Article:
Why thinking Pink might be my saviour 

Pink, as seen on Twitter @Pink

I read some good advice today, bizarrely as dished out by the pop star Pink.
She said: “I look at Willow [Pink’s daughter] and she’s so naughty and fiery, and I’m not going to take any of her fierceness personally — my mom took all of my behaviour personally. Everything I did, she thought it was an act of rebellion against her. But it was just me being me. And that’s something I want to post on every mirror in my house: ‘This is not about you!'”
This was a quote in the sea of Facebook regurge which struck a chord. Because my daughter is currently being ‘fierce’ – AKA a little bugger – and it’s been turning me into a monster. In my sleep deprived state I have lost the ability to laugh at the teenage-style rebellions chucked out by my almost-four-year-old. I am already knackered when the constant questioning, contradicting, stropping and deliberate winding-up begins, meaning I’m already a beaten woman halfway through the interaction. I try to be patient, kind, consistent and constructive, but it’s bloody hard. My daughter is waging and winning a daily battle that neither of us really wants to fight and as a result I’ve been finding myself going in on the defensive. This is not planned or intended, but it happens and it’s not a positive way of dealing with anything. 

We are still having our moments of loveliness. Like when we went to see the town’s Christmas lights switch-on and meet Father Christmas and she was so excited and inquiring and cute that it didn’t matter that it was pouring with rain and freezing cold. That moment made my heart swell.

 

Christmas lights in the rain
 
Or at 10 o clock at night when she came downstairs all sleepy and snuffly into our bedroom and climbed into my lap to hug me. It was so lovely, she’s not a cuddly child, she’s usually too busy to waste time on cuddling so it’s usually me running after her for hugs. So we cuddled and cherished the moment.

Or when we spend time together doing something fun, like decorating pizzas for lunch, or reading a book or playing a game. Time that we spend talking normally and equally, without one of us becoming agitated or cross. This is the best time ever.

 

Pizza time!
 
But at the moment these treasured times are rare and broken up with crossness and difficulty. Every mealtime is an issue, with my daughter messing around on her chair, kicking me under the table and not eating her food.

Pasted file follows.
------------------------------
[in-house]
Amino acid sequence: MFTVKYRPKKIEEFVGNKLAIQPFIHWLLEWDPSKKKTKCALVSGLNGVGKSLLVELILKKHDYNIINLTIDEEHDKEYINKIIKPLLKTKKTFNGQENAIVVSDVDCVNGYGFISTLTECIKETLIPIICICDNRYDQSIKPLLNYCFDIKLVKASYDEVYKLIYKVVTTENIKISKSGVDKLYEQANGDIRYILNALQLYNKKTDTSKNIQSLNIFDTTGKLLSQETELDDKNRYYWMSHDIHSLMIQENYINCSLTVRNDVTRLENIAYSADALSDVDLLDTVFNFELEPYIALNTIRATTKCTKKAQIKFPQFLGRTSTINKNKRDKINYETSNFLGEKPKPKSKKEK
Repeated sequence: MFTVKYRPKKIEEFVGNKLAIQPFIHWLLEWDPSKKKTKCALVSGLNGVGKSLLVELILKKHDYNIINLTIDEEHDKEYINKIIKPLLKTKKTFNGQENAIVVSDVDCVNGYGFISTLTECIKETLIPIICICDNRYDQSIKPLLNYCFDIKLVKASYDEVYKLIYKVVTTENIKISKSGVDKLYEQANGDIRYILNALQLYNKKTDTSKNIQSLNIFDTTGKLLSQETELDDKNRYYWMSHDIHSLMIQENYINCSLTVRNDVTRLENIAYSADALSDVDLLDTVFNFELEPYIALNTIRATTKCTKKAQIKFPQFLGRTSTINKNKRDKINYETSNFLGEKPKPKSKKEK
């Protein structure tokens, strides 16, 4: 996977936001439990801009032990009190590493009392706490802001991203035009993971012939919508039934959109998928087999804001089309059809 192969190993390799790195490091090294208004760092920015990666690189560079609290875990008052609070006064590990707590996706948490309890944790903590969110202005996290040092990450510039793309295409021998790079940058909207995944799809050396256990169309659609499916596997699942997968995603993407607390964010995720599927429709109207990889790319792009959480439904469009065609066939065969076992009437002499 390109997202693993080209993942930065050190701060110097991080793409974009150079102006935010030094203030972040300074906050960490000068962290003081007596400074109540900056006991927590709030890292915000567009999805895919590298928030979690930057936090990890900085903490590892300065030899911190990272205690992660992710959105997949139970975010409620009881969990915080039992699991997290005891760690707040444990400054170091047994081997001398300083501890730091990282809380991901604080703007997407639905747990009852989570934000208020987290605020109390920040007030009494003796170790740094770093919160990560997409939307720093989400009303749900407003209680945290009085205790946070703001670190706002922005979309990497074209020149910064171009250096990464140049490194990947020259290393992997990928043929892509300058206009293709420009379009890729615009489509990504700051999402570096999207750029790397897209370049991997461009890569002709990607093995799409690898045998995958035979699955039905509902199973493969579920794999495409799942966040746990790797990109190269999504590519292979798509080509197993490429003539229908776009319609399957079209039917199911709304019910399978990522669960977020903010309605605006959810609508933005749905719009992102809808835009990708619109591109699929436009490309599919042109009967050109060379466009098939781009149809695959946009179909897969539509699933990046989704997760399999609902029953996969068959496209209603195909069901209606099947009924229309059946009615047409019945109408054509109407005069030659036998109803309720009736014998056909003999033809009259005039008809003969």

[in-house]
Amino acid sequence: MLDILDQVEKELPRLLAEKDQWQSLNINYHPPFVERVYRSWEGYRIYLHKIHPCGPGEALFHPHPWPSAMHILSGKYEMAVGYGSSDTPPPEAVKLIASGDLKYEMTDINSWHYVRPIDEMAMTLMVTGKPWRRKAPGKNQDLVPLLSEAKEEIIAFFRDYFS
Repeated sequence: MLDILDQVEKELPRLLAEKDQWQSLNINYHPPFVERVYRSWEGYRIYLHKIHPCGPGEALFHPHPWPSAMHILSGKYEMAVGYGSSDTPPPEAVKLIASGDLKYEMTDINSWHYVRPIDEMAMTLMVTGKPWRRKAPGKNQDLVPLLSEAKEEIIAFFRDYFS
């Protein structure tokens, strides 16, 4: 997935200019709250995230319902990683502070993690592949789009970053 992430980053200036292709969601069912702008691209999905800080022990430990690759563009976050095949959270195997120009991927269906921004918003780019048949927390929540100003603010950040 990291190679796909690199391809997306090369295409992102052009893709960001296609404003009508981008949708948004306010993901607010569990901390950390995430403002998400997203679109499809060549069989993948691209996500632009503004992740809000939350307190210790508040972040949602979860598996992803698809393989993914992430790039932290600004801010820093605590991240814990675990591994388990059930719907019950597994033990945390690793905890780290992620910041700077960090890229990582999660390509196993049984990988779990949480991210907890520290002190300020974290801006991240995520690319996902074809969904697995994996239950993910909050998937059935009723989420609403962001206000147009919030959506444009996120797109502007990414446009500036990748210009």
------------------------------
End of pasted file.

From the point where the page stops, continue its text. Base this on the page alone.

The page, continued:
She constantly pushes the boundaries, testing and prodding by just banging the door one more time, deliberately dropping food and drink out of her mouth onto her clothes and the floor, ignoring and dodging my attempts to dress her and corral her out of the house to an activity or nursery. And by always, always having the final word.

Just reading this back is therapeutic. I can see all of this behaviour is a bid for attention and a power struggle and is most likely directly caused by having an imposter in the house. An imposter who takes my time and energy, who must seem permanently attached to me. Who is spoken to in kind, quiet voices and who gets his demands through crying and screaming – the very behaviour that gets her into trouble. 

 

The imposter
 
I’ve had great advice and support from friends and family who all say consistency, spending time together and being resolute are the key to getting through this phase. Ben and I have devised our strategy and are implementing it: discipline and guidance supported by hugs and reassurance. 

I remind myself that all of this behaviour demonstrates the very reasons I love and I am proud of my daughter. She is fiercely independent, she loves and cares, she is forthright, bolshy, interested and intelligent. She forges her own path. All of these things are important.

This doesn’t mean we can let her think it’s ok to steamroll, bully, shout and scream. Discipline and guidance are vital if we want to help her become an independent and self-sufficient teenager and woman without becoming a mini-dictator and bone-crusher.

But it’s hard not letting it get to you. It’s hard Not to ‘take it personally’. And it’s difficult to believe I’m typing this as the words to ‘So What’ revolve in my head, but Pink’s words are wise. This isn’t about me. It’s about her. It’s about her now and in the future. If I take a step back, a deep breath and ‘think Pink’ when things start to escalate at home it might help me stay focused, firm and kind rather than turning into a shouty, screamy example of what I don’t want my daughter to be. 

Thank you Pink. And happy Advent everyone.

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